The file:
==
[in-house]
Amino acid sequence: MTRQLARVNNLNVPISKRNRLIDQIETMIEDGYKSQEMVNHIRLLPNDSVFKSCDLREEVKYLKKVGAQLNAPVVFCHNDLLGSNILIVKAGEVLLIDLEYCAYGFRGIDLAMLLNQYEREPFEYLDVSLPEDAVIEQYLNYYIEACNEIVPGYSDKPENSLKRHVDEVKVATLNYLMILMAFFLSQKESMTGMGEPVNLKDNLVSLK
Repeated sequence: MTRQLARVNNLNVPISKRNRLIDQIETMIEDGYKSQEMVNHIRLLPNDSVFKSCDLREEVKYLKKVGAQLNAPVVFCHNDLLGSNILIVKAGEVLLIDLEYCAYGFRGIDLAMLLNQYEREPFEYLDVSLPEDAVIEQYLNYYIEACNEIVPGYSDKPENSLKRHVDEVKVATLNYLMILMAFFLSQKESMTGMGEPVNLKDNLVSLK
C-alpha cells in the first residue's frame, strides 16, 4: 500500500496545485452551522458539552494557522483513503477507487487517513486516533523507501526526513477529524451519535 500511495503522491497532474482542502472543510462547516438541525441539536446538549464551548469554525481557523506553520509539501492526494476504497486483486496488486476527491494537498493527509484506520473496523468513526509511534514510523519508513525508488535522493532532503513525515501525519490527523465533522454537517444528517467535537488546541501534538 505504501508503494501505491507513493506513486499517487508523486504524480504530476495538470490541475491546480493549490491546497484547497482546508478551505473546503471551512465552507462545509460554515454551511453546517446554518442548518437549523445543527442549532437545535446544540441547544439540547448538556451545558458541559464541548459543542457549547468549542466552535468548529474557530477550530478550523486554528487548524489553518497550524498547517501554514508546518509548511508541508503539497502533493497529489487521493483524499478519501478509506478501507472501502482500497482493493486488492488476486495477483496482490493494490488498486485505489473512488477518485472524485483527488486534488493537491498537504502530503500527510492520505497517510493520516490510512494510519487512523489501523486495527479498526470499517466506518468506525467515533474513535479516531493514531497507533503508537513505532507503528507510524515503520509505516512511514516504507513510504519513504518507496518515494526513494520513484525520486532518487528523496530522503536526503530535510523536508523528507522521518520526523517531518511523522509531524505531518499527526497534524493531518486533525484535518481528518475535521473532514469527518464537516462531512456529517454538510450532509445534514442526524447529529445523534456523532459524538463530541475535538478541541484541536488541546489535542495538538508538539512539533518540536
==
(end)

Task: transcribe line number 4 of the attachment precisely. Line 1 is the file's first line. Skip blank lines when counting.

C-alpha cells in the first residue's frame, strides 16, 4: 500500500496545485452551522458539552494557522483513503477507487487517513486516533523507501526526513477529524451519535 500511495503522491497532474482542502472543510462547516438541525441539536446538549464551548469554525481557523506553520509539501492526494476504497486483486496488486476527491494537498493527509484506520473496523468513526509511534514510523519508513525508488535522493532532503513525515501525519490527523465533522454537517444528517467535537488546541501534538 505504501508503494501505491507513493506513486499517487508523486504524480504530476495538470490541475491546480493549490491546497484547497482546508478551505473546503471551512465552507462545509460554515454551511453546517446554518442548518437549523445543527442549532437545535446544540441547544439540547448538556451545558458541559464541548459543542457549547468549542466552535468548529474557530477550530478550523486554528487548524489553518497550524498547517501554514508546518509548511508541508503539497502533493497529489487521493483524499478519501478509506478501507472501502482500497482493493486488492488476486495477483496482490493494490488498486485505489473512488477518485472524485483527488486534488493537491498537504502530503500527510492520505497517510493520516490510512494510519487512523489501523486495527479498526470499517466506518468506525467515533474513535479516531493514531497507533503508537513505532507503528507510524515503520509505516512511514516504507513510504519513504518507496518515494526513494520513484525520486532518487528523496530522503536526503530535510523536508523528507522521518520526523517531518511523522509531524505531518499527526497534524493531518486533525484535518481528518475535521473532514469527518464537516462531512456529517454538510450532509445534514442526524447529529445523534456523532459524538463530541475535538478541541484541536488541546489535542495538538508538539512539533518540536